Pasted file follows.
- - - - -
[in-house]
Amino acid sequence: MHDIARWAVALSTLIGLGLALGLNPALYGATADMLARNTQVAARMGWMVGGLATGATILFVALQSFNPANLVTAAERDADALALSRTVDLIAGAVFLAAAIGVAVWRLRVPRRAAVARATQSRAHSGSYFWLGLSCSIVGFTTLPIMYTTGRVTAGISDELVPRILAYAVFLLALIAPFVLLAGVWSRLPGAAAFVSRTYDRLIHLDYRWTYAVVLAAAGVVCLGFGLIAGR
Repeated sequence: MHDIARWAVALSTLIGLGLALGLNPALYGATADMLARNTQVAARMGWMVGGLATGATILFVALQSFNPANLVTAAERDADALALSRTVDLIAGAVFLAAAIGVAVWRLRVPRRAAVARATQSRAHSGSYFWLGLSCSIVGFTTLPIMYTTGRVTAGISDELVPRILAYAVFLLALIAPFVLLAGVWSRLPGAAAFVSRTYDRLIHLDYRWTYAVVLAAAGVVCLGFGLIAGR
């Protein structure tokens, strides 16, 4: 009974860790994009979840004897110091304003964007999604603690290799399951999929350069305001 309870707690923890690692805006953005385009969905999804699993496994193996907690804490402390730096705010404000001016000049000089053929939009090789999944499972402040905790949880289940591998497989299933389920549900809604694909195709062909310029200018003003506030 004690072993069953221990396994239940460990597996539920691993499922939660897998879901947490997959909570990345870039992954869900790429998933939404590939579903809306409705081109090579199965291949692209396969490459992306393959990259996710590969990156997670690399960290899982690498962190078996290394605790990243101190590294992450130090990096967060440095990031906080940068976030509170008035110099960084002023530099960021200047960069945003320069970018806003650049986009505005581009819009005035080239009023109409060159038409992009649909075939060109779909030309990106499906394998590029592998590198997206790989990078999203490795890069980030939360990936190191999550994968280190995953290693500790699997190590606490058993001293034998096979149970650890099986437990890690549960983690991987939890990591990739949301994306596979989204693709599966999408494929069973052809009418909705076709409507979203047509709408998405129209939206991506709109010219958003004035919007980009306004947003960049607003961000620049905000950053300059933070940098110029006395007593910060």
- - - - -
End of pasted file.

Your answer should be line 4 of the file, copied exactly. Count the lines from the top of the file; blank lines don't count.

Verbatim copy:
């Protein structure tokens, strides 16, 4: 009974860790994009979840004897110091304003964007999604603690290799399951999929350069305001 309870707690923890690692805006953005385009969905999804699993496994193996907690804490402390730096705010404000001016000049000089053929939009090789999944499972402040905790949880289940591998497989299933389920549900809604694909195709062909310029200018003003506030 004690072993069953221990396994239940460990597996539920691993499922939660897998879901947490997959909570990345870039992954869900790429998933939404590939579903809306409705081109090579199965291949692209396969490459992306393959990259996710590969990156997670690399960290899982690498962190078996290394605790990243101190590294992450130090990096967060440095990031906080940068976030509170008035110099960084002023530099960021200047960069945003320069970018806003650049986009505005581009819009005035080239009023109409060159038409992009649909075939060109779909030309990106499906394998590029592998590198997206790989990078999203490795890069980030939360990936190191999550994968280190995953290693500790699997190590606490058993001293034998096979149970650890099986437990890690549960983690991987939890990591990739949301994306596979989204693709599966999408494929069973052809009418909705076709409507979203047509709408998405129209939206991506709109010219958003004035919007980009306004947003960049607003961000620049905000950053300059933070940098110029006395007593910060």